Thursday, March 1, 2012

Birding Goose Pond, Indiana

Thursday, March 1, 2012

Those of us who have been watching birds for a few decades have witnessed the steady decline of many of our birds and the ravenous consumption of natural habitat by the expansion of our human population. It can be mighty depressing.

And this is why, when we witness the opposite happening with birds and their precious habitat, it's not only uplifting, it gives us hope that we CAN be good stewards of the planet and the birds we love so much. Here's an example of if you preserve it/restore it the birds (and birders) will come.
The sky above Goose Pond was constantly filled with birds. These are sandhill cranes, mostly.

Last weekend I was a guest instructor at a nature photography/birding workshop offered by Roberts Camera of Indianapolis and held at the Goose Pond Fish & Wildlife Area near Linton, Indiana. Goose pond is a glacial basin that, for years, was drained and pumped so it could be farmed. In 2005 the owner of the land—which totaled about 7,500 acres—sold the land to the state of Indiana's Department of Natural Resources.

The DNR, with the help of a variety of conservation partners, began restoring the area to a more natural wetland habitat. Almost immediately birds started showing up, including thousands of sandhill cranes. The people of Linton/Greene County, IN noticed and started a nature festival focused on Goose Pond, called Marsh Madness, which is being held on March 3, 2012. The habitat has only been restored and open for less than a decade, yet it's attracting loads of visitors for birding, fishing, hunting, boating, and other outdoor pursuits.

Our event was a week prior to the actual festival, but the birding was fabulous—50 species of birds were found easily during the four separate sessions we ran on Saturday and Sunday. Photographer David FitzSimmons and a team of experts from Roberts Camera handled the photography sessions while I held down the birding outings. Most of the attendees were photographers first, and some were even experiencing bird watching for the first time, which was great. I love nothing more than putting the spotting scope (in this case a totally sweet loaner 65mm Leica spotting scope from Jeff Bouton at Leica Sport Optics) and hearing someone's breath literally leave their body in a gasp when they see the magnified image. We had a lot of those moments at Goose Pond.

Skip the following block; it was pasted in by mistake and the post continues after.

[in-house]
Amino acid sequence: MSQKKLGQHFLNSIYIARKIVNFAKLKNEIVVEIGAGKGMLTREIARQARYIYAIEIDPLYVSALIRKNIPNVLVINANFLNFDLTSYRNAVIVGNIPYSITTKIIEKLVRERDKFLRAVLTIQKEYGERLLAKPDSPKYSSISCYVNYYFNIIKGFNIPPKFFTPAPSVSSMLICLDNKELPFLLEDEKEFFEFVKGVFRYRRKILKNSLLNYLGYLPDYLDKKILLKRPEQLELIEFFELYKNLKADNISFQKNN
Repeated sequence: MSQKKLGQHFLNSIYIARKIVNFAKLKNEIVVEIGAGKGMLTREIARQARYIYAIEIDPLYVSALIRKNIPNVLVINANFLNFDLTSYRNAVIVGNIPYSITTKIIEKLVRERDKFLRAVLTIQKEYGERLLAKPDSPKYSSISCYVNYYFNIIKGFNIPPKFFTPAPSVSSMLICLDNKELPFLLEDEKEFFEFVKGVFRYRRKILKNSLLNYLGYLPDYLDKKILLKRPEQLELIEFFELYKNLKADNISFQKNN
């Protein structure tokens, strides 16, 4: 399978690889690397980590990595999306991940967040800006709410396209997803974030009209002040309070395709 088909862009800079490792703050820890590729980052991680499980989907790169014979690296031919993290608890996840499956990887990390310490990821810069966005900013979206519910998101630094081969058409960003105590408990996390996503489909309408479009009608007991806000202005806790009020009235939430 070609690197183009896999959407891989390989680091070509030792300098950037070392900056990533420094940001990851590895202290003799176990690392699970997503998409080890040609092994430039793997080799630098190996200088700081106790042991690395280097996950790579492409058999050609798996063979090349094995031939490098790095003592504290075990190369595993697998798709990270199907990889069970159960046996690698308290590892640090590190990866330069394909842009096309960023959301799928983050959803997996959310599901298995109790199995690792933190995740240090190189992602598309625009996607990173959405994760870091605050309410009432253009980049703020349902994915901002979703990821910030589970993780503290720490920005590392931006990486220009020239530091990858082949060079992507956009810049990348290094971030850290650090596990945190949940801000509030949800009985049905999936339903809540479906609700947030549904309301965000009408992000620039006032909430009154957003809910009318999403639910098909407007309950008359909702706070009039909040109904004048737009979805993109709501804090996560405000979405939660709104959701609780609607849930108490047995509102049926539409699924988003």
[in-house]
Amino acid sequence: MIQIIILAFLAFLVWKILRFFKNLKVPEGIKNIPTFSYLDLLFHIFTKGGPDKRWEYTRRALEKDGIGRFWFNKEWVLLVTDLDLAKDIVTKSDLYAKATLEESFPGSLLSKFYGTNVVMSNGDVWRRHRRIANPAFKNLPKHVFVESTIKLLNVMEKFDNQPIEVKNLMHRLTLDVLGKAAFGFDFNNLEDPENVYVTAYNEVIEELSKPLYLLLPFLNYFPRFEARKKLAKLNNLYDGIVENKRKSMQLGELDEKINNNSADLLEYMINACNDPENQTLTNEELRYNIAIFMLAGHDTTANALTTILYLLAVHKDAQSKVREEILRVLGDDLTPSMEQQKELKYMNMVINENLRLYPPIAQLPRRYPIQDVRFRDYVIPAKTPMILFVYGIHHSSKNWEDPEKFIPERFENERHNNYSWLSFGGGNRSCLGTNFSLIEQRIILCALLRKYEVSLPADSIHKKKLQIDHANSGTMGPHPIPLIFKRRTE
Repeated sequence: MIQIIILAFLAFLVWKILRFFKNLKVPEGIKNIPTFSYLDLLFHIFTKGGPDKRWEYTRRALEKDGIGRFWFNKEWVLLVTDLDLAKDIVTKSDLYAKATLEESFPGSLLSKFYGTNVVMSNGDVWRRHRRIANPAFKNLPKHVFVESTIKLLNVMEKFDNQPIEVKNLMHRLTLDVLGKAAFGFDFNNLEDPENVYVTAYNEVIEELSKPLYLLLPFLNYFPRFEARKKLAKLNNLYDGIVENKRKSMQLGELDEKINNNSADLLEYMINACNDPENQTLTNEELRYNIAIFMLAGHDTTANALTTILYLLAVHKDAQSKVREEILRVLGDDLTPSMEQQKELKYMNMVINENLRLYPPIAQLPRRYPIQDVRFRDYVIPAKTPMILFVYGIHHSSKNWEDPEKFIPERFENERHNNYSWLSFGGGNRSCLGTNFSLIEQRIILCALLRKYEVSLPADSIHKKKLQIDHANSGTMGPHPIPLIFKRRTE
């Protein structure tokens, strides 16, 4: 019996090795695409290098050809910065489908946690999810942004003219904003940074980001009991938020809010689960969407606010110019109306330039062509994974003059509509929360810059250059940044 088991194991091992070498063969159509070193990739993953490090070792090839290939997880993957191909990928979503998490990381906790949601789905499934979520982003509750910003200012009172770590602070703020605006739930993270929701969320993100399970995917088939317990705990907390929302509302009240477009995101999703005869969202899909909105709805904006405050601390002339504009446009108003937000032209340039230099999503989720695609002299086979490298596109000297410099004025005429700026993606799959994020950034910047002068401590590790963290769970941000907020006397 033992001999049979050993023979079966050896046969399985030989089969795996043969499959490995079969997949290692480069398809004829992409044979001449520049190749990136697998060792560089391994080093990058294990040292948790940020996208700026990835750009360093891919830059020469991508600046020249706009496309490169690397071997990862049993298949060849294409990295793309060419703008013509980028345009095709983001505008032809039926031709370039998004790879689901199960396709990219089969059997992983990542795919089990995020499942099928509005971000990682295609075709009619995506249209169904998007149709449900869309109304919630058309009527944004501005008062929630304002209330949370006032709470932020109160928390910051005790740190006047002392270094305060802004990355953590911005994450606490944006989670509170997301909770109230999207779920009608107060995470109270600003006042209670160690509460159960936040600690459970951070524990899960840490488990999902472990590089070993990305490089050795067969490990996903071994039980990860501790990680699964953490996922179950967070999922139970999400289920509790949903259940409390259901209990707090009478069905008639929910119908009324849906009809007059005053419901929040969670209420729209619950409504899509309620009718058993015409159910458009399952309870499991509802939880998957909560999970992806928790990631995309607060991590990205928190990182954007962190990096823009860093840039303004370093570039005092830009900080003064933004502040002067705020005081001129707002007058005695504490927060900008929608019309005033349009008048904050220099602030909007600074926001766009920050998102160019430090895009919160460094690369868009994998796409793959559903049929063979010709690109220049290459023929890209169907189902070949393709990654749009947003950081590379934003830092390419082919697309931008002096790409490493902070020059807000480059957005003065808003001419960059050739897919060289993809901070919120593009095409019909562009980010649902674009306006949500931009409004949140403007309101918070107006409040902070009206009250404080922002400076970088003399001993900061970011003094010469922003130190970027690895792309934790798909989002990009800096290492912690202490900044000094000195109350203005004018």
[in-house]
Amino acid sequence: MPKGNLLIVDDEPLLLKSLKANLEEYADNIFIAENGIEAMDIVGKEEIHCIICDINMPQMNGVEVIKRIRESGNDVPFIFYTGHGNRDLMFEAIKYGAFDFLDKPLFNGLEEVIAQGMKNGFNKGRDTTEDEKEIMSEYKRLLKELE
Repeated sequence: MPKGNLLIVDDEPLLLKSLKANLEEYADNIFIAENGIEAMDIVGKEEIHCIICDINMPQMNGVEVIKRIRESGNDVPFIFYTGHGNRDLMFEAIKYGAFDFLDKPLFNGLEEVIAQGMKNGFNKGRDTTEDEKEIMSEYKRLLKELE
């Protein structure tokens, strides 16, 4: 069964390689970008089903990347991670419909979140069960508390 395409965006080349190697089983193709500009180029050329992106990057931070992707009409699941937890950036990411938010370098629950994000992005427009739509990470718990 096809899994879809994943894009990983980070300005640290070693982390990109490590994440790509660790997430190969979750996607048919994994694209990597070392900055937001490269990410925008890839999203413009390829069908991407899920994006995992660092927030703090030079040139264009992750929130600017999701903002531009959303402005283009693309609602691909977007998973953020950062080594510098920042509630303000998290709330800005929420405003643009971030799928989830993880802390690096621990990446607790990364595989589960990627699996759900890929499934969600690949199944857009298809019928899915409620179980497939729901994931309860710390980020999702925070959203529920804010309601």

One of the gasp moments at Goose Pond was a zoomed-up scope view of this bald eagle's nest.

And the photographers had great success, too. We had two groups afield, one birding, one photographing, in the morning with attendees switching for the afternoon session. David FitzSimmons, total pro that he is, dispensed advice and tips for the workshop attendees both during the indoor sessions and in the field. He'd arranged for Sigma lenses to be available as loaners and Jody, Nick, and Mary Jane from Roberts, along with Jan, a rep from Manfrotto/Gitzo, made sure everyone had all the gear their needed to have a great time taking photos.

The next time Roberts Camera will hold its Marsh Madness Photography/Birding Workshop is in spring 2013. If you're interested in getting better at taking bird photos, I'd suggest checking it out.

Next post: "Hey! What's that big white bird?"